Despite the spread of anti-immigrant rhetoric during the election cycle, the University of Iowa is striving to remain a safe and inclusive campus for all students.
UI President Bruce Harreld added his name to a statement released by Pomona College in support of Deferred Action for Childhood Arrivals, a national immigration policy ordered by President Obama as an executive action allowing certain undocumented immigrants to receive a renewable two-year work permit and be exempt from deportation. President-elect Donald Trump has vowed to repeal the action.
As of Nov. 28, the statement Harreld signed onto had received support from 300 university presidents. Those who sign onto the statement are “urging business, civic, religious and nonprofit sectors to join them in supporting [the action] and undocumented immigrant students,” according to the statement.
“As educational leaders, we are committed to upholding free inquiry and education in our colleges and universities, and to providing the opportunity for all our students to pursue their learning and life goals,” the statement said.
Considering the nationwide hate-fueled incidents that have been reported since the election, UI student Fidel Estrada, the president of the UI chapter of DREAM Iowa, an immigrant advocacy organization, said Harreld’s show of support is meaningful to the students affected by the executive action.
The Daily Iowan has previously reported that an anonymous note posted on a Iowa City Sudanese-American family’s front door on Nov. 11 caused an uproar in the community.
“The energy that’s been given off in this past year has been negative toward the immigrant communities,” Estrada said. “We’re really glad that people such as Bruce are coming out to counter that and send messages of positivity, and that people are standing up for immigrants and making an effort to make it safe here.”
Harreld’s signing of the statement was “symbolically important,” UI Student Government President Rachel Zuckerman said.
“I think it’s an issue that President Harreld and other administrators — myself included — are going to need to be willing to fight on if it comes to that point, to continue to assert that undocumented students — like other students — bring incredible value to our institution, and we need to protect their right to learn in the community,” she said.
While the students interviewed by The Daily Iowan agreed Harreld’s signing of the statement was a significant step in the right direction, they expressed split opinions on the benefits of making the UI a sanctuary campus. This is a designation for a college or university in the U.S. that adopts policies to protect students who are undocumented immigrants.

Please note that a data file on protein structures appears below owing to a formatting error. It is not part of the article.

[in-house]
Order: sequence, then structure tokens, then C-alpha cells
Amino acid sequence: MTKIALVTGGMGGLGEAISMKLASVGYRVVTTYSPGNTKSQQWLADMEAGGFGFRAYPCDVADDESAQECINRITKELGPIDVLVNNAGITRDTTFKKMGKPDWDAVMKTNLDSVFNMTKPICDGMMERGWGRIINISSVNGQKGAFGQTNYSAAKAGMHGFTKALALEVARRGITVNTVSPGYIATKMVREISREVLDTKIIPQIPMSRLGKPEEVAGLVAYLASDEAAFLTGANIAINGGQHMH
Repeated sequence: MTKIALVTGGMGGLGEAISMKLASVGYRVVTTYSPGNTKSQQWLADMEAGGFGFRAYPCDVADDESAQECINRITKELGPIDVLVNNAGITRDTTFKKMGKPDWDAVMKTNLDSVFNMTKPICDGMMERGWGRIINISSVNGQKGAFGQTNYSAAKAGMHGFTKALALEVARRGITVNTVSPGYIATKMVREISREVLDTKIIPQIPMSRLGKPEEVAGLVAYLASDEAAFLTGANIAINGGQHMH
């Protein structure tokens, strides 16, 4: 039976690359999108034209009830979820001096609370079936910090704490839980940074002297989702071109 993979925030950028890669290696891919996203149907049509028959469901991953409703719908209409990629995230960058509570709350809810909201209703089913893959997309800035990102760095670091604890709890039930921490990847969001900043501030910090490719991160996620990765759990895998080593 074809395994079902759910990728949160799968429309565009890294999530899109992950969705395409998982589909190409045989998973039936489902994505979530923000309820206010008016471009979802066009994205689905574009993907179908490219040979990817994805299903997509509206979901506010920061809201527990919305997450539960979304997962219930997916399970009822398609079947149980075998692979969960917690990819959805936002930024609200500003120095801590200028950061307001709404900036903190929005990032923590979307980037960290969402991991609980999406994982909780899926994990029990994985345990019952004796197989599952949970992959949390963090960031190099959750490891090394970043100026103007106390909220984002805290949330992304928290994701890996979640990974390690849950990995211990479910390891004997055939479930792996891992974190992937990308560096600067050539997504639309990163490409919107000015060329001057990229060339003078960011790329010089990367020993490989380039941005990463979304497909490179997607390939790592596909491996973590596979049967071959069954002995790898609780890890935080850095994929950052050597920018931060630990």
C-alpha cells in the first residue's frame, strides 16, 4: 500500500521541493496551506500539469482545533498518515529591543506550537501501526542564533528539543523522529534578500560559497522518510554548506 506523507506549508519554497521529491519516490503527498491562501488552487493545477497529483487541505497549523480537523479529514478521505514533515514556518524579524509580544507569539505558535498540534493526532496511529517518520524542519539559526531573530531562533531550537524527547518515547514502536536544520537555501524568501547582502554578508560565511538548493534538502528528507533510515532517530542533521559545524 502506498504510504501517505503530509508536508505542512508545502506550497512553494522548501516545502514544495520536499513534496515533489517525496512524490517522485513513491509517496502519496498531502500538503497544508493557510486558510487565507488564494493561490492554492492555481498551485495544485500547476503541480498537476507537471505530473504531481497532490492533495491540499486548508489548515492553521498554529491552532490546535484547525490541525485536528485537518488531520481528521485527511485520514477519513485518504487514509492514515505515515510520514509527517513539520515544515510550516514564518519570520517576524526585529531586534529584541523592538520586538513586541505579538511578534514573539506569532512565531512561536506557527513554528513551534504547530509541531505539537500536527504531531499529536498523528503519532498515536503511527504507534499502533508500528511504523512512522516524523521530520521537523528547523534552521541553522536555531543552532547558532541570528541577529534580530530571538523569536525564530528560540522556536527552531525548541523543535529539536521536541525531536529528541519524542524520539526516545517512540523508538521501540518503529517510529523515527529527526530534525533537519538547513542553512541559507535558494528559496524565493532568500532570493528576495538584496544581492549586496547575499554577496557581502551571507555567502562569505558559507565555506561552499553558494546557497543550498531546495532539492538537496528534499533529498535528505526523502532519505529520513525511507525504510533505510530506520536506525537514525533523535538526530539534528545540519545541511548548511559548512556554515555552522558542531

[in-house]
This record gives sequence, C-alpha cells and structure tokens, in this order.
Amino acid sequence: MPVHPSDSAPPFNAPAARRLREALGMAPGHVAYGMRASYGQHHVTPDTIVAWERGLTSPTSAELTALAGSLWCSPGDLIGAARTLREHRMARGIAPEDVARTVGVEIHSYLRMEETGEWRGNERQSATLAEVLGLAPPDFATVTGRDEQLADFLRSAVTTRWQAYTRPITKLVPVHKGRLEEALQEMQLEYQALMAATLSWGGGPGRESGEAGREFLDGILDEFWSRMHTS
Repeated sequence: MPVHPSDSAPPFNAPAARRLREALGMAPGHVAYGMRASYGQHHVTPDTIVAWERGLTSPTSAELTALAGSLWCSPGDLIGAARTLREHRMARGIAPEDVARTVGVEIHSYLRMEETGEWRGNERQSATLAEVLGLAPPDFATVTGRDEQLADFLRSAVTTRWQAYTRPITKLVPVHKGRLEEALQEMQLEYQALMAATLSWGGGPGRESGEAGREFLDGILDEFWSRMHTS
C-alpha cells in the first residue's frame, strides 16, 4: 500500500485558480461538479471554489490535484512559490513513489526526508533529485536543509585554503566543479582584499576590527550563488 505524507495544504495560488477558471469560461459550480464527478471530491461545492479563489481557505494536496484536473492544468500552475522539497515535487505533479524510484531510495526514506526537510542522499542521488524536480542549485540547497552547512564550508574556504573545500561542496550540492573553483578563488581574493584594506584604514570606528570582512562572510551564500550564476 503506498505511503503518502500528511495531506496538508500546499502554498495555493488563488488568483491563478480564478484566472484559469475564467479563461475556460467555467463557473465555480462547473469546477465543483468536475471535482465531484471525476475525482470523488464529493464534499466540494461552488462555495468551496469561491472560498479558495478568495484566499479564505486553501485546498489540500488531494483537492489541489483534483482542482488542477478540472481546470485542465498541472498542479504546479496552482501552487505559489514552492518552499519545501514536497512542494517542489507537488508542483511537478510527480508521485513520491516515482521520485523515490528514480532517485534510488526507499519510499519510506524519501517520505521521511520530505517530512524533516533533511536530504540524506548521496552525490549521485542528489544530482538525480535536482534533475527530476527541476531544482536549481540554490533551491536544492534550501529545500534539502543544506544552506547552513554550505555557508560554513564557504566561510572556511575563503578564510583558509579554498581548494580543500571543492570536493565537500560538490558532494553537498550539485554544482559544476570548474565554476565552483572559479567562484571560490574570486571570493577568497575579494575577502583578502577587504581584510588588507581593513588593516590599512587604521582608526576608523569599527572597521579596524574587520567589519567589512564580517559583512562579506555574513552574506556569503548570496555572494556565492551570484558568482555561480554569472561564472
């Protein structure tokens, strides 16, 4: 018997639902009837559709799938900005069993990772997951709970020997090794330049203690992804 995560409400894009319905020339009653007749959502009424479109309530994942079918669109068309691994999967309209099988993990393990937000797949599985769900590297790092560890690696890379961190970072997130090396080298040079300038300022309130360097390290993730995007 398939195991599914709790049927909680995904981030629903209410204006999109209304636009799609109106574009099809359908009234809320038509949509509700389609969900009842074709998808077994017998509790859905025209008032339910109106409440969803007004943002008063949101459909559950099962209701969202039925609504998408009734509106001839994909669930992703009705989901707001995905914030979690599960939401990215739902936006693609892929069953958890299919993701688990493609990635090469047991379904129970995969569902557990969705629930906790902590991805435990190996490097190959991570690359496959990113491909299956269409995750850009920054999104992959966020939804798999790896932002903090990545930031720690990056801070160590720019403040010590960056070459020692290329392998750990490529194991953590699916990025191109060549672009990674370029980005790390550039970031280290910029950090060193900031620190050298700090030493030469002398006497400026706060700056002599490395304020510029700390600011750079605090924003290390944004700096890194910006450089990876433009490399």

Around the country, universities have been making petitions for its institutions to become sanctuary campuses, such as the University of Minnesota, Stanford University, and Texas State University.
UI student Brad Pector, also a former DI employee, wrote the petition for the UI, calling on Harreld to give the UI this designation.
“Declaring a sanctuary campus and demanding that the University of Iowa isn’t going to deal with [Immigration and Customs Enforcement], and we’re not going to deal with a Muslim registry is a very powerful statement against forces of power who would like to take advantage of us and split us apart,” he said.
Zuckerman said the designation is not entirely necessary, because the UI already functions as if it were a sanctuary campus and she doesn’t see that changing, regardless of federal policy.
“We will do everything we can to protect the rights of undocumented students to learn on our campus,” she said. “How that looks in practice is still to be determined. The university will continue to work behind the scenes to support undocumented students every day and will meet with the affected students to hear how they want student government to support them even further.”
Making Iowa City a sanctuary city might be a better course of action, Zuckerman said. Pector also said he hopes to extend the sanctuary designation to the city, since the UI is such a big part of the city itself.
Estrada and Zuckerman will meet on Friday to discuss possible courses of action to take regarding undocumented students, she said. Although the conversation might alter views on the matter, Estrada said he would like to see the sanctuary campus designation be made so students feel as if they are welcome on campus.
“Undocumented students here in Iowa are going to school here … just the same as any other student,” he said. “They’re coming here to get an education, and they have the same dreams to get a career and have a better future. They can have the same goals and aspirations as other students.”